Issue 230 February 2013
Back To The Future
Editorial By Robert Harley
so accustomed to using terms such as hertz, ohms, and farads that it's easy
to forget that these values were named after the scientists who discovered
some of the fundamental properties of nature that make music reproduction
possible. We take for granted the technology of the modern world without
thinking about the insight, imagination, dedication, and long working hours
behind the discoveries on which that technology is based. It's worth looking
back on just a few of these individuals and considering how their
contributions form the foundation of audio.
The unit of frequency of electromagnetic and acoustic waves,
the hertz (abbreviated Hz), is named after the German physicist Heinrich
Hertz. His discovery of electromagnetic radiation (called "Hertzian waves"
at the time) transformed our understanding of physics and paved the way for
radio, among countless other inventions.
After Hertz earned his Ph.D. at the age of 23 he worked for
two years as an assistant to Hermann Helmholtz, after whom the Helmholtz
resonator, an acoustic absorption device, is named. Helmholtz encouraged the
young Hertz to pursue a prize offered by the Berlin Academy of Science.
Hertz's work in electromagnetics (the subject of the Academy prize) led him
to stumble on an unexpected phenomenon. Hertz had generated oscillating sparks
in an air gap and discovered that each spark produced an electromagnetic wave.
Using a loop of wire with a small gap at one end, Hertz walked around the room
and mapped the wave's shape by noticing the strength of the spark across the
gap in his wire loop. An Italian by the name of Marchese Marconi read of
Hertz' discovery and, just 13 years later, put that discovery to practical
use in the first radio transmission. Alas, Hertz didn't live to see the
practical implications of his work; he died at the age of 36 in 1894. The
number of any periodic oscillations per second, whether acoustical or
electromagnetic, are named in honor of Heinrich Hertz.
Georg Simon Ohm made only one significant contribution to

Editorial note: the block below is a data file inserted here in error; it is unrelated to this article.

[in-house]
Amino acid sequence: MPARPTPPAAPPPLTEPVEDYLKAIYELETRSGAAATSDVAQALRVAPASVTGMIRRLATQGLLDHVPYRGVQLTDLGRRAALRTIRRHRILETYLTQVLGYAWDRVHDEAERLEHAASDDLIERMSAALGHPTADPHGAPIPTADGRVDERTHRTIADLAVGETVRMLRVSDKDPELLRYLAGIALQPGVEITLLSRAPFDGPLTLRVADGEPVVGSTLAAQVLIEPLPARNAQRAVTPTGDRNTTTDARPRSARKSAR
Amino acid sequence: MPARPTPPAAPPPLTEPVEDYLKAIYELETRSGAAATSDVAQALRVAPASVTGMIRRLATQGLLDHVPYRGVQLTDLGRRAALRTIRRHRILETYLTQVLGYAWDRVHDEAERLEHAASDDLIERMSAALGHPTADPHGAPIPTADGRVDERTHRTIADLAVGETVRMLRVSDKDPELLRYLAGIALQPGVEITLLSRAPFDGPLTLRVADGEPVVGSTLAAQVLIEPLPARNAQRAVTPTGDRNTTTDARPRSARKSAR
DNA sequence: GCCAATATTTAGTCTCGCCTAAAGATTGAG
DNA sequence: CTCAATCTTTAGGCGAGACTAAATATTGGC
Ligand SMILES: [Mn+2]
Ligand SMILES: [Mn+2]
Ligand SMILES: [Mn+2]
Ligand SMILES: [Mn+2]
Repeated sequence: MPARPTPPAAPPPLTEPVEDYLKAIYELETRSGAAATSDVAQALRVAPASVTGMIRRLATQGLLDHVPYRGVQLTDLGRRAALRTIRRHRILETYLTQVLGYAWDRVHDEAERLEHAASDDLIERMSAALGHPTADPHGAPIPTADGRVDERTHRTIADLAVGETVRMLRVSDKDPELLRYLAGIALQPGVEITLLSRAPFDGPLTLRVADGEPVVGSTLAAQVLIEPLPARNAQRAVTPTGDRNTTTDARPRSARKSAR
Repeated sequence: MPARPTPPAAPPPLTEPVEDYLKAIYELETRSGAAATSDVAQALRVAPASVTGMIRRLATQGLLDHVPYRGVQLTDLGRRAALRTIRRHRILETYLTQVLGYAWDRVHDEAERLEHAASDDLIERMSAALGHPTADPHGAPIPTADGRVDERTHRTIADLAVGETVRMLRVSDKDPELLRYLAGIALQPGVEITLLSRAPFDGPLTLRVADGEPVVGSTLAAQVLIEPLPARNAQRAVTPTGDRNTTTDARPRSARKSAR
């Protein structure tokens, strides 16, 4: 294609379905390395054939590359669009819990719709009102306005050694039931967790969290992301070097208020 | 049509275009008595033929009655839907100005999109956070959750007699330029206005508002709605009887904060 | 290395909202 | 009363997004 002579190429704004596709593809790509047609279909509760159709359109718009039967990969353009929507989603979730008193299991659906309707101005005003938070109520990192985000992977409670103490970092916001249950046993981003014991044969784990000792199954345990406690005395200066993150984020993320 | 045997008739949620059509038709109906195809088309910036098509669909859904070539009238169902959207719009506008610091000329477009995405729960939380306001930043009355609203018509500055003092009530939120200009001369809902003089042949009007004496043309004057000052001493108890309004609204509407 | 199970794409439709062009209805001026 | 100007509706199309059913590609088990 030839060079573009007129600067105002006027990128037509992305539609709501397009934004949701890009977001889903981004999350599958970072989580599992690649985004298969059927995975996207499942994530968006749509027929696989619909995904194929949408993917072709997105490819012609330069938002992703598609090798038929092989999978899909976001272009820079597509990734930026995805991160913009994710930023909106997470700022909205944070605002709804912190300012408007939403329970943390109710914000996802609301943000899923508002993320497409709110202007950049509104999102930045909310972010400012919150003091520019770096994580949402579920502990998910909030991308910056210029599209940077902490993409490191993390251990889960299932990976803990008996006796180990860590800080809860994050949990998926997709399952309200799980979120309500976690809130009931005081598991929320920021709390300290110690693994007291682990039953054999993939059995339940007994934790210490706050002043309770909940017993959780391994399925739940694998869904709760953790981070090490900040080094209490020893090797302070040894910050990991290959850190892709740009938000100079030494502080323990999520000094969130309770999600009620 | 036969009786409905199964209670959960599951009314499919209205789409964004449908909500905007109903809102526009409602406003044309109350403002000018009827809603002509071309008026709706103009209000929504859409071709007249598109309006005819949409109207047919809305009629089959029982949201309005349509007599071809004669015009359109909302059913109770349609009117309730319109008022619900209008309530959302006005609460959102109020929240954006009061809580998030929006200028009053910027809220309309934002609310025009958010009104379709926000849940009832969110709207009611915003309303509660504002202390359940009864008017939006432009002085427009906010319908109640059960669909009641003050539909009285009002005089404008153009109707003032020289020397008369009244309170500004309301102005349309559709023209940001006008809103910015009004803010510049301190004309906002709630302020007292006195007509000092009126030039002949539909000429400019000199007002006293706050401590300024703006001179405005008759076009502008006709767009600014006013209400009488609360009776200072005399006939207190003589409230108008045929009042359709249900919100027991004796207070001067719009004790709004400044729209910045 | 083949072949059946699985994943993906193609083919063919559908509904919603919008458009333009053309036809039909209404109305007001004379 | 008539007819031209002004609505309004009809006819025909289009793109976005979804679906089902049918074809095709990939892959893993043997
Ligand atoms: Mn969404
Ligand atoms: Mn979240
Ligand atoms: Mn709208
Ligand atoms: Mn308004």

science, but it was a good one; by creating wires of varying thickness and
length he discovered, in 1827, that there was a simple, linear relationship
between the magnitude of an electrical potential (what we now call "voltage" after Alessandro Volta), the resistance of the conductor, and
the amount of current flow in that conductor. This relationship is expressed
in Ohm's Law: "The flow of current through a conductor is directly
proportional to the potential difference (voltage) and inversely proportional
to the resistance." Ohm's work was initially derided in Germany, and he
ended up losing his teaching position as a result of the criticism and spent
years in poverty. In England, however, the importance of Ohm's discovery was
recognized, and he was given the Copley Medal by England's Royal Society.
Eventually, Ohm was honored in Germany, and the city of Munich erected a
statue of him. The unit of electrical resistance is named the Ohm.
Unlike Ohm, Michael Faraday made an enormous number of
contributions, any one of which would have secured his legacy. As one of ten
children born to a laborer, with no opportunity to attend university, Faraday
was completely self-taught. He is known as the father of electrochemistry as
well as the discoverer of benzene. But our interest in Faraday concerns his
work in converting magnetic energy into mechanical motion, electromagnetic
induction, and his invention of the transformer — all essential to
microphones, power supplies, loudspeakers, and tape recorders, to name a few.
In addition to being the first scientist to create mechanical motion from
magnetic forces, Faraday had a key insight without which the modern world
would not be possible. The insight was sparked by the unexpected result of an
experiment that involved two coils of wire wound around an iron ring with a
battery attached to one of the coils. A galvanometer was attached to the
second coil. When Faraday connected the battery, the galvanometer's needle
momentarily deflected in one direction and then returned to the resting point.
When he disconnected the battery the needle momentarily jerked in the opposite
direction and returned to the resting point. Faraday had expected that the
galvanometer would indicate steady electrical current flow in the second coil
as long as the battery was connected to the first coil. Faraday made the
breakthrough of recognizing that magnetic fields were composed of "lines of
force" and that if a conductor cut through these lines of force, current
flow was induced in the conductor. Without this relative motion between the
conductor and the magnetic field, no current flow is induced. In his
experiment, the motion of the magnetic field is created momentarily as the
magnetic field expands when the battery is connected. The magnetic field is
static after it has expanded, thus no induced current. When Faraday
disconnected the battery the magnetic field collapsed, inducing a current of
opposite direction in the coil. The significance of this insight cannot be
overstated; it is the phenomenon on which all audio technology is based. The
unit of capacitance, the farad, is named after Michael Faraday.
next time you turn on your hi-fi system think of the true pioneers of audio
that made it all possible.
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